by Joshua Allen
06.04: The sky hangs low and heavy, swollen with portent. I am halfway through my article for the July SMUG, re: People En Español, when I am buffeted by an odd burning smell. The sentence I have been slaving over all morning will never be completed ("Jennifer Lopez, wearing nothing but a pair of water-wings, a sullen blaze of consternation cavorting behind her eyes, gestures at me with a straw finger-trap and then howls a howl of"). I trace the smell to my refrigerator, open up the freezer door, and there, inside, encased in ice, is the July issue of Fortean Times, the British journal of unexplained phenomena. I can just make out the distinctive visage of Linda-Blair-as-Regan-MacNeil through the ice's distortional lens.
I decide not to put the magazine in the microwave to thaw it out, scared that it might burst into flame, so I set it by an open window there in the kitchen and wait. As the water bleeds away from the block of ice, it reforms into a small puddle in the shape of Andrew Jackson's head.
"You are uneasy," a voice says to me. "You never sailed with me before, I see."
I stagger out of the kitchen, filled with dread. I know this is no hoax because I recall reading that very quotation in Parton's Life of Jackson, Volume III, page 493.
06.05: I finally work up the nerve to go back in the kitchen, and Fortean Times is waiting for me, almost flaunting its immobility, its obviously feigned innocence. I poke at it with a spatula and am surprised to note that the ice had no effect on it. The magazine is as smooth, glossy, and pristine as if it had just rolled off the press instead of appearing in my freezer. I pick it up and find it warm to the touch. I smell my late grandfather's talcum powder as I flip through the pages.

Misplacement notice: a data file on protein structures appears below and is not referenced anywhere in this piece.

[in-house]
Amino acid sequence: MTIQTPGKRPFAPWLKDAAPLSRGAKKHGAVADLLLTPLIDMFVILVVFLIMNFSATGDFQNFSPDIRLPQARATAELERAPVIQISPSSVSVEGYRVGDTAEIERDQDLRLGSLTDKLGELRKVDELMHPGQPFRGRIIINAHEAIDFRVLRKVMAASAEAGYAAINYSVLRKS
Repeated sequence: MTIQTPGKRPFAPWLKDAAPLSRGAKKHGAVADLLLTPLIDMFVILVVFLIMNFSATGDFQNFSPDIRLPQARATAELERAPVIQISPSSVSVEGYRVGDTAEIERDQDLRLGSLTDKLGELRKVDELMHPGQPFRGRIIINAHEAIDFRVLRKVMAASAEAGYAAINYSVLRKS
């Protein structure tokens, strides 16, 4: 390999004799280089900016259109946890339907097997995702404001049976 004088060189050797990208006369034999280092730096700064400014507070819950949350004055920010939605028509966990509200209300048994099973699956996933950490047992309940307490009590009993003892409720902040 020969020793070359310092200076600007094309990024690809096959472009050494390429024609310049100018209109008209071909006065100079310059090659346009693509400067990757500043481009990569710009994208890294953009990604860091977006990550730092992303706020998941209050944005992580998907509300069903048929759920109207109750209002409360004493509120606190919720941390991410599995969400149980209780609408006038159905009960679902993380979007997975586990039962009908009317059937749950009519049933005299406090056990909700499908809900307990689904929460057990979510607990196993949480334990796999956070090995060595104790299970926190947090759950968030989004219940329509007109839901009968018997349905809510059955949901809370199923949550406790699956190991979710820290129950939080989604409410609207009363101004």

Charles Fort, obsessive note-taker and item-clipper, inventor of the word "teleportation," lurched through the early part of this century investigating events that either couldn't be explained away by science or, more likely and more interesting, events that had been explained away by science in an illogical and ineffectual manner.
O it is a vast trench that exists between the rational and irrational. It is a precarious tightrope that we must walk to stay above said trench.
06.09: The puddle has long since evaporated but the voice of Andrew Jackson still haunts my apartment, hiding in cupboards and under chairs. The award for Most Disconcerting Moment Thus Far goes to this morning when I was in the shower, sensuously loofah-ing my nether parts with a delicate cream containing crushed apricot and bean seeds, and A.J. nearly gave me a heart attack with this disembodied pronouncement:
"Are you so frightened by the intangible and supernatural that you will agree to swallow blatantly implausible scientific explanations?"
I choose not to answer this. Tonight I shall throw away Fortean Times - nay, burn it! - and be done with this nonsense.
06.10: A scant hour ago I was awakened by silence. You know how that can happen? The world, even at night, even in a remote location, is alive with noise, even if it's just the whisper of dead air against blades of grass. But at 4:12 AM there was absolutely no sound - nothing. It was as if I'd been struck deaf in my sleep and thrust into wakefulness from the trauma. Then a light burst through my window, briefly illuminating the room in sharp relief, and then, just as suddenly, I was plunged back into darkness ... and sound. I fumbled for the lamp by my bed with shaking hands, my eyes still bedazzled. When I finally turned the switch I was horrified to see another copy of Fortean Times, identical to the one I had burned last night, there upon my bedspread.